But when the decision is not whether or not to imprison or otherwise punish someone, but whether or not to leave your children in their care, whether or not to listen to their advice on personal moral matters, whether or not to simply show affection for their institution there is a far lower hurdle to clear than the discovery of some reasonable doubt.

People with power in the church have failed to weed out the appalling element which has cast a shadow over all the priesthood. It is human and not even unChristian for people to be wary of the average cleric in this context. In most cases this will be very unfair Frank but this fact is just one of the ripples flowing from the original splash of evil. In politics absolute power corrupts absolutely. The Church with its extraordinary influence in Ireland had a proportionate duty to be without such abuse. The Bishops may have felt unable to judge but they did not with that gain the sole right to absolve.
Andrew Coorey | 19 March 2010


Correction: In my post of 18.3.10, I forgot to add that of the approx 15% of child sex abuse offenders, less than 0.001% are clergy (world-wide). But of course, the media being still driven by ratings will sensationalise this category our of all proportion in comparison to other offenders. This is not to excuse any crime against children. Ever. But it does illustrate the lengths evil people will go to in order to have access to children and to use even the most noble of professions or organisations as a “cover” for their activities. This is where society must realise that the cost of freedom is “eternal vigilance” against all evil as well.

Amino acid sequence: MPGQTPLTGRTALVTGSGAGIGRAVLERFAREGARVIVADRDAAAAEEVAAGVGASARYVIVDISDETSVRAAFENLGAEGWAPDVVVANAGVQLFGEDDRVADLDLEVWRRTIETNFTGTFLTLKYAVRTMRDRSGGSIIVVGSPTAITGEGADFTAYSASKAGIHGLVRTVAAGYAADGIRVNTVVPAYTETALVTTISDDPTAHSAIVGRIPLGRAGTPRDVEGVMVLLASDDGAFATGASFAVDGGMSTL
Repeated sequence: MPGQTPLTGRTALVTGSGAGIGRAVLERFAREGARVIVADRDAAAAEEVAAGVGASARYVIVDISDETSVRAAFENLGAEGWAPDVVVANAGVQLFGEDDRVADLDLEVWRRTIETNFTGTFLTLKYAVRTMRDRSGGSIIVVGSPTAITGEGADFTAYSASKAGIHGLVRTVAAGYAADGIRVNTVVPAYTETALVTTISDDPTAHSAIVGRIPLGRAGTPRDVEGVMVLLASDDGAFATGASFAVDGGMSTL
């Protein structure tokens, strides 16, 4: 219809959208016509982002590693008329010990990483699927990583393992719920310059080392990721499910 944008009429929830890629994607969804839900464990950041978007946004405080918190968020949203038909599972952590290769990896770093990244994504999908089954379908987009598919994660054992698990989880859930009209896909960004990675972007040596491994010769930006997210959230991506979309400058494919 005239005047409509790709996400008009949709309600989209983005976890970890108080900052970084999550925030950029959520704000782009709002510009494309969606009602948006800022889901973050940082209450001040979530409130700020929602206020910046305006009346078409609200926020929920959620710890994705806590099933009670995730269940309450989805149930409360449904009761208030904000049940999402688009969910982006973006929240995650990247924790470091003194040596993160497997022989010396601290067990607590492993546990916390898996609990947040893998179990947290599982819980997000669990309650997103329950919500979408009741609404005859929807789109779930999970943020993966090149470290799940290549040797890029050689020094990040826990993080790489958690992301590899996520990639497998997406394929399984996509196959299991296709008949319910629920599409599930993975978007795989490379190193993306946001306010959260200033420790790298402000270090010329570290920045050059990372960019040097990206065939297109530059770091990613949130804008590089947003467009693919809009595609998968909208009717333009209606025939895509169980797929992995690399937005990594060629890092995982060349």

It is essential for society, especially parent groups, to become more closely involved in children’s activities, sports, school, transport, and in the home, etc etc and to set up transparent safety procedures where adults can be openly accountable. Of course, we (parents especially) will also have to make the time to castigate the media quite harshly for the deliberate sexualisation of children by advertising companies and corporations targeting children.
Oppy | 19 March 2010


There are no ordinary priests in Ireland or Austrlasia. All share the guilt of knowing about the offenses being committed and not speaking out. The same criticism can be applied to the laity. Talk of errant clergy has been common in Catholic Laity for nearly a century and yet we were silent. We are sharers in the guilt. We are still shares of the guilt because we accept the cover up. We accept that criminal behavior should not be reported to the police but should be dealt with within the church.
Ken Fuller | 19 March 2010


Of course we should be very angry at the church not reporting these evil men to the police immediately. In not doing this, and in not following Christ’s attitude (“that it would be better for such evil people who harm children, to tie a millstone around their own neck and throw themselves into the sea” to drown) the church has in fact lost much credibility. There is never a justification for such evil, under any circumstances and we should never tolerate or sweep it under the carpet.We should expect and demand a higher standard of behaviour from all sectors of community as well.

But where is everyone’s moral outrage at the far greater number of child sexual assaults by doctors (remember the Hipocratic Oath), by sports coaches, scout masters, teachers, etc.? Where is everyone outrage at the 42 million people (mostly women and children kept in sexual slavery and slavery across the world? Who will be the voice for these voiceless?
AO | 22 March 2010


AO says 'where is everyone’s moral outrage at the far greater number of child sexual assaults by doctors (remember the Hipocratic Oath), by sports coaches, scout masters, teachers, etc.?'

I'd like to see the evidence to support your 'far greater' assertion, but in case there is a critical difference between the Church and the bodies to which those others belong which you have ignored.

Medical associations, sports coaching bodies, the scouting movement, and state school administrations have never sought to systematically cover up instance of abuse or to protect abusers. On the contrary, they have reported all cases to the proper civil authorities. Compare that with the Church's practice, where it has sought to place itself above the civil law.